11. If Lark Lane is the the best of Bohemia that Liverpool can offer then really the city is a joke. The whole lane is almost totally mainstream. Keiths qualifies on the basis that it has funky art, dares to play music other than boring old soul or pop (tonight it was Bjork, Wahoo!)and the fact that there are few scallies or pensionable alchoholics. The Low bar festoons itself with images of Yello, Bowie, Krafwerk, Clash and others but plays – yes mainstream pop and soul 00H -James Brown again! Negresco has no ales and is ridiculously expensive. Que Pasa is acceptable but so packed at weekend because everywhere else is shit. No where else even qualifies. Why oh why can no one get it right? Which management genius decided to turn the Albert into a Scally Harvester? Enough is enough and today I emailed Mitchell and Butler the Albert’s owners to complain about the appalling state of this Pub. Dire service, dreadful atmosphere, appalling music, vulgar decor, atrocious merchandising. All of which has seen it lose customers in droves and attract the sort of clientele which,by the pubs very nature, used to be put off (leaving us all in peace!) Robin is now the 5th person I know who has had the “evening officer” act alongside some very intimidating behaviour. Coincidence? I think not. In Manchester London or even Newcastle the lane WOULD be a thriving cool bohemian village with the Albert at it’s epicentre. In Liverpool its a joke. The people of Sefton Park deserve much much better.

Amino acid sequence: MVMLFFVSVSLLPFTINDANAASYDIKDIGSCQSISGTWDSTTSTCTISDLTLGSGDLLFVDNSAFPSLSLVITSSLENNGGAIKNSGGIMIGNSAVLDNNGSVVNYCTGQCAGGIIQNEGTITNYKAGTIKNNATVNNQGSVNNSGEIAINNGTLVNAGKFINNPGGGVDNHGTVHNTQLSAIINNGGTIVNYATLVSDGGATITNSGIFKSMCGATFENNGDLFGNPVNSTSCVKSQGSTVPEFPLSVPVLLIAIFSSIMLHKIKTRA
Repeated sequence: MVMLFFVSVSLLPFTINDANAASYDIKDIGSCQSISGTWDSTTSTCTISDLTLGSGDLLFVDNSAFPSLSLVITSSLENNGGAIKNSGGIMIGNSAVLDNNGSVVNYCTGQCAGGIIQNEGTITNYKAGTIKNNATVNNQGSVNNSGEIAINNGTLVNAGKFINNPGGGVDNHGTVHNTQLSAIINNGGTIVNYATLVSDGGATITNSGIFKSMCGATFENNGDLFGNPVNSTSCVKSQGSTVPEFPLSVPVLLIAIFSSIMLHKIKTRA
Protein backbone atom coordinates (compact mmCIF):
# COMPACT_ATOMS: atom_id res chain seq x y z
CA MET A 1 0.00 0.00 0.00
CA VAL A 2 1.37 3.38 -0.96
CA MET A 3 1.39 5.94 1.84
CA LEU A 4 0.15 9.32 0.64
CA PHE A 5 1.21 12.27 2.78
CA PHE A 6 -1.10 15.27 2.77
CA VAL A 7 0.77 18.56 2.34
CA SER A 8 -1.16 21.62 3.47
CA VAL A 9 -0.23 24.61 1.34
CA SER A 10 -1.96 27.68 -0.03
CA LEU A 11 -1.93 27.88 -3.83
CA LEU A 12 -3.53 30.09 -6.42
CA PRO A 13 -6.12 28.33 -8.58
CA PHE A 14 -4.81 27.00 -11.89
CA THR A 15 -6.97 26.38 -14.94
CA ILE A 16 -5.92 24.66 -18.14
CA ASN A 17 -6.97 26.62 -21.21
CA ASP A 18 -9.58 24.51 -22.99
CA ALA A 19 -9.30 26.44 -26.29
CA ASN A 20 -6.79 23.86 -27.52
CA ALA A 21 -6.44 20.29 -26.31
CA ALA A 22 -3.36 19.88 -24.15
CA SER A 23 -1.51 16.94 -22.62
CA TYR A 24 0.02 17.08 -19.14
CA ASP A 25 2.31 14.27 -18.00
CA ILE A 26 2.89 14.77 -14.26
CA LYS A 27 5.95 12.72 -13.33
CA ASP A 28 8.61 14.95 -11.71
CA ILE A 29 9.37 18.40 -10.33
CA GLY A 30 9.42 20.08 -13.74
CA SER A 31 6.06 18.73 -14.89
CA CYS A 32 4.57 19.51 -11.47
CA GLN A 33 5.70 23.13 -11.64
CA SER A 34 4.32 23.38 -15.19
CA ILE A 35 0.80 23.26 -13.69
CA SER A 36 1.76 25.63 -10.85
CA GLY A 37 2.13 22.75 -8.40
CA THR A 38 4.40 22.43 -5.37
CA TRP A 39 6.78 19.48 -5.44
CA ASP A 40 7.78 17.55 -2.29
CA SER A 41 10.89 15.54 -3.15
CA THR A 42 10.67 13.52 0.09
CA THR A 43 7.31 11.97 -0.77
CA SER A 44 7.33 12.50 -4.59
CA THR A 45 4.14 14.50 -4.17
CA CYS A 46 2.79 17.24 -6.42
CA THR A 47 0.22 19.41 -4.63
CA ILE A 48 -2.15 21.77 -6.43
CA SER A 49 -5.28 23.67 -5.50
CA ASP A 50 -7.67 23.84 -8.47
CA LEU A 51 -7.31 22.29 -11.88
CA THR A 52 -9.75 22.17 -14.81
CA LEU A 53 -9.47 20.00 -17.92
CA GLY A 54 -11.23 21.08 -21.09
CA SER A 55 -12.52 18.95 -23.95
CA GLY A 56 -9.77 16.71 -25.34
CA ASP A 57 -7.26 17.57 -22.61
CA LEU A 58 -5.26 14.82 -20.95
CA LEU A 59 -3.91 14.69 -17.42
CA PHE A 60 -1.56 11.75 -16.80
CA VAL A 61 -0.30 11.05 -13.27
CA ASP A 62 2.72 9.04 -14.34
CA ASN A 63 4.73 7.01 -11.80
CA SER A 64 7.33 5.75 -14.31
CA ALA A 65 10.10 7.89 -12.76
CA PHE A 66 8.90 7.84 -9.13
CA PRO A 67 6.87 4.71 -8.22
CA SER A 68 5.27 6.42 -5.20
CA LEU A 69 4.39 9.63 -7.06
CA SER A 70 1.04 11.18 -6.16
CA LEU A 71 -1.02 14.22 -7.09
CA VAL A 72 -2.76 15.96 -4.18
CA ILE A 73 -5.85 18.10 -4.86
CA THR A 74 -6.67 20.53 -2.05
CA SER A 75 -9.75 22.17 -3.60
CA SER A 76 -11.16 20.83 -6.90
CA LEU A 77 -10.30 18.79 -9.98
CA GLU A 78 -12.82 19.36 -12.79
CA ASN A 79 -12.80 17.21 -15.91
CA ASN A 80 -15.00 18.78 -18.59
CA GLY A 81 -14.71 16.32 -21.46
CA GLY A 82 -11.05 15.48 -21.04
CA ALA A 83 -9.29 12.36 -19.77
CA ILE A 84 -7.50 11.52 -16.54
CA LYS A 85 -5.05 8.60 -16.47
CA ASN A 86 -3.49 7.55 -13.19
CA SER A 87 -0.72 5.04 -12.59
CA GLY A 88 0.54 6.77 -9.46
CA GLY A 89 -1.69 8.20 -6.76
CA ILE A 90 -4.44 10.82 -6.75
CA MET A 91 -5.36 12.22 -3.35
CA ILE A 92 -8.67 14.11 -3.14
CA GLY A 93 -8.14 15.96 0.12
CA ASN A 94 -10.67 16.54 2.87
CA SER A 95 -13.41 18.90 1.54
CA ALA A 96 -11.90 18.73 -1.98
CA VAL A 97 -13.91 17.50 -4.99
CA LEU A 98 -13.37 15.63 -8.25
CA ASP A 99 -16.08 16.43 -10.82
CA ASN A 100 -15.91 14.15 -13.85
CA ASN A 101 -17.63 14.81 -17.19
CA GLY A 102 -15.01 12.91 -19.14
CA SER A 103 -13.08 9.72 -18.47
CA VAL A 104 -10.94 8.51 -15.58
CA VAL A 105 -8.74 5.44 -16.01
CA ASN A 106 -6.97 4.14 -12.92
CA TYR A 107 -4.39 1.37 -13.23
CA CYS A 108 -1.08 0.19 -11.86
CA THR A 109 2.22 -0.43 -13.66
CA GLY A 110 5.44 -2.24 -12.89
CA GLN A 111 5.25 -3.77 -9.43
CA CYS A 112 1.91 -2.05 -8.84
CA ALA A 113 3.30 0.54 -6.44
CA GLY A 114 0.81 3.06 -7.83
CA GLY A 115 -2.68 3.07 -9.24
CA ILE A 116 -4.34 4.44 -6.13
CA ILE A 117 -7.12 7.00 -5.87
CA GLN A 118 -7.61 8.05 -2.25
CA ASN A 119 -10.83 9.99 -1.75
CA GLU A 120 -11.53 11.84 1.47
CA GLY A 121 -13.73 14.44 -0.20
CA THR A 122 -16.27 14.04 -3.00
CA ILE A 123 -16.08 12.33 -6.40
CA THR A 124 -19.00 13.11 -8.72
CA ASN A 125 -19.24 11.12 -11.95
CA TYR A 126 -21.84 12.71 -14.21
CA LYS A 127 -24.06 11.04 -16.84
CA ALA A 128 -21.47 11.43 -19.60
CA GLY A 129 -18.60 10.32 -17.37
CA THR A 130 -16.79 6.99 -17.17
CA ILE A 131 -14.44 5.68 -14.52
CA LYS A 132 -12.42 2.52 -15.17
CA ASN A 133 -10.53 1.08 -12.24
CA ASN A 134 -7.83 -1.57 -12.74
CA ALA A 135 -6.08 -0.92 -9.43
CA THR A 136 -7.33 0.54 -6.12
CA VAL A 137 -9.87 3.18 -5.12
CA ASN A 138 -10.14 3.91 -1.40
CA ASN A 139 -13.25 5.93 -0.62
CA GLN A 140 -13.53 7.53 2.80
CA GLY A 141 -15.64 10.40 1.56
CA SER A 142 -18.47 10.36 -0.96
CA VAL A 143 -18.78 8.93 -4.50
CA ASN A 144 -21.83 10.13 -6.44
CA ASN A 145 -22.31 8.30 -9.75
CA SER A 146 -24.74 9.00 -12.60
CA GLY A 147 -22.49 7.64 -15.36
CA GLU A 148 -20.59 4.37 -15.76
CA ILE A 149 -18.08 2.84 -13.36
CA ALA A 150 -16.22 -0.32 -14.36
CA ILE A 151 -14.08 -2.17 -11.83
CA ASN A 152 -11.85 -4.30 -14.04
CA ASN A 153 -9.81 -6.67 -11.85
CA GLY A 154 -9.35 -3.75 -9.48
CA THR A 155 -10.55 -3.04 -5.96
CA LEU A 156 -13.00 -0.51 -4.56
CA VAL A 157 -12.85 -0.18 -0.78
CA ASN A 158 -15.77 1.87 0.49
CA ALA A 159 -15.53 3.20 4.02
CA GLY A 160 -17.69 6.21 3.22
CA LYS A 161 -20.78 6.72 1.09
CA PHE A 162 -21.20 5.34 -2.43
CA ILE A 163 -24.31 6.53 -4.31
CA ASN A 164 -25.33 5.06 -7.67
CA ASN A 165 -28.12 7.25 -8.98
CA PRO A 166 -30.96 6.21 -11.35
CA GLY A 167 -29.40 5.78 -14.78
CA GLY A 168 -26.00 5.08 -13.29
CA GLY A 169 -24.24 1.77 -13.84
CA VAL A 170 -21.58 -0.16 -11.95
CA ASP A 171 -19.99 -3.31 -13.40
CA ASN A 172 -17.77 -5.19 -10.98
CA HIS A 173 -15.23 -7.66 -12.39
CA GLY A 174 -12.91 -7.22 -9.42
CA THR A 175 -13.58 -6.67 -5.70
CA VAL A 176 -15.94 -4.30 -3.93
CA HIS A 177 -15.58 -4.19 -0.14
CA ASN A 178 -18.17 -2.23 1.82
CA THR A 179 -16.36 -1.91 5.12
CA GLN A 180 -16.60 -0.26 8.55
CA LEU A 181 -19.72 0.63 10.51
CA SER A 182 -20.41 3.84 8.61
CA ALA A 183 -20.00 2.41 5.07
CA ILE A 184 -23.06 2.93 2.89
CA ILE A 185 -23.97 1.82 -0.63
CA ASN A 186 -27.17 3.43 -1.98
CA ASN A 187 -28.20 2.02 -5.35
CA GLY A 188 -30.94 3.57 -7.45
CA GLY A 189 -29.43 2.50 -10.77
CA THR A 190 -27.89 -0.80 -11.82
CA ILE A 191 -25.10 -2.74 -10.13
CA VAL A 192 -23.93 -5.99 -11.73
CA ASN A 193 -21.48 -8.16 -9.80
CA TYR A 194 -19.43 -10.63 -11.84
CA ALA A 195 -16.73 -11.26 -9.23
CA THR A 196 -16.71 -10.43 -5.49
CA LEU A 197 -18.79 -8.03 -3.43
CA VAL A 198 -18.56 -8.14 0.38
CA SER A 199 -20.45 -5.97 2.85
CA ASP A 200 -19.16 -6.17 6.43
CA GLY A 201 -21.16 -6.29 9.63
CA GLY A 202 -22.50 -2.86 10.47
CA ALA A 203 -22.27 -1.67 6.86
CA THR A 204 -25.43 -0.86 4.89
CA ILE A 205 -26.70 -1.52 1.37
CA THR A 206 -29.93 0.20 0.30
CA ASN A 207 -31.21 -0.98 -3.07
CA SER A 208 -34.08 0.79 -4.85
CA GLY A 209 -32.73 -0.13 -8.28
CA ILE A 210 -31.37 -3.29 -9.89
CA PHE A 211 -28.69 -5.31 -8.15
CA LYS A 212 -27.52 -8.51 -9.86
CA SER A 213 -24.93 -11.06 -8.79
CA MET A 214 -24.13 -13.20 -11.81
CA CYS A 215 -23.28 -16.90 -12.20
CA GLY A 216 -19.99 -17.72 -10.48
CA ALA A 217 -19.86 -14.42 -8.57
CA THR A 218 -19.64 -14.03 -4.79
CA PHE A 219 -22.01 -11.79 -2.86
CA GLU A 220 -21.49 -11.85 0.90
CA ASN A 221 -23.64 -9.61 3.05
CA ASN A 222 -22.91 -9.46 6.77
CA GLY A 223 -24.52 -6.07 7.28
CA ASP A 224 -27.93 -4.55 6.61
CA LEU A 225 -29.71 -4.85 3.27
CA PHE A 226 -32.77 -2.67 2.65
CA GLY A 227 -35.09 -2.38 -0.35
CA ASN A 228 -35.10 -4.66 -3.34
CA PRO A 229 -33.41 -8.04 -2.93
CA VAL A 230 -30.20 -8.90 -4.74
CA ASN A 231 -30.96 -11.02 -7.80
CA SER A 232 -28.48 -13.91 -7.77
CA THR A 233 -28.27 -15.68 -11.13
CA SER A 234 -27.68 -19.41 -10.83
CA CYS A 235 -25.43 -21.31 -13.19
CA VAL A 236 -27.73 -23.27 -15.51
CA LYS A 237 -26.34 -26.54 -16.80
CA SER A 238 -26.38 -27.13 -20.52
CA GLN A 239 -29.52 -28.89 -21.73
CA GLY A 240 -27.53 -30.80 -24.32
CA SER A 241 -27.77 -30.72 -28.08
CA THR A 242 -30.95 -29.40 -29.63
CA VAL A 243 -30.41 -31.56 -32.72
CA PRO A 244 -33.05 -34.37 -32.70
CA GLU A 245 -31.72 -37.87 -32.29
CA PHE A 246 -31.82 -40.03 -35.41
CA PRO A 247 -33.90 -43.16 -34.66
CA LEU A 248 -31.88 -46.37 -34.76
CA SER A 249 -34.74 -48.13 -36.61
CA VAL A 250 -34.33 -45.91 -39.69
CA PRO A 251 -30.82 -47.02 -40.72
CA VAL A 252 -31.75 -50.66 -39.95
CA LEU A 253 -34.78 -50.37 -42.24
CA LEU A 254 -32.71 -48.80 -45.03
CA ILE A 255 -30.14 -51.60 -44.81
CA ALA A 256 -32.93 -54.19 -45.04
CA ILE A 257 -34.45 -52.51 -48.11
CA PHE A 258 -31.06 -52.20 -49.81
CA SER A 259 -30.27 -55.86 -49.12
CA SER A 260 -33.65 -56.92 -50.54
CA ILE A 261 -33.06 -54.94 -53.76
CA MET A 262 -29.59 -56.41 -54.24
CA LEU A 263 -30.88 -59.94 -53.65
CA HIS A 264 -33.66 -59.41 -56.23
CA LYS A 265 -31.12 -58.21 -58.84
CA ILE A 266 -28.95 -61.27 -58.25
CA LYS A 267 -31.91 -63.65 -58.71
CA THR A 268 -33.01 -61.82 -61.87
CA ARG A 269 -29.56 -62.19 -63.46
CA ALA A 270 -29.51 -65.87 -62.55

12. The Albert has a god offer n Kronenbourg just now at £1.99 a pint. It’s a pity they’ve lost interest in giving back change though. I guess in these recessionary times they have to top up the tip pot somehow.

  13. I have always enjoyed drinking in The Albert and have done for the past 8 years. It’s really friendly and welcoming with a buzzing atmosphere. I’m glad they got rid of the grotty decor and tatty chairs and certainly don’t want it to go back the way. Yes it does have a small minority of young tracksuit wearing lads but they don’t seem to cause any bother. It’s a pub that accommmodates people from all walks of life such as professionals like myself, hard working people, old hippies and the younger generation.
    Not sure how Iain Scott can say the music is appalling as they have a juke box and open mic.
    I love the place and would choose The Albert to meet friends over any of the other bars on Lark Lane.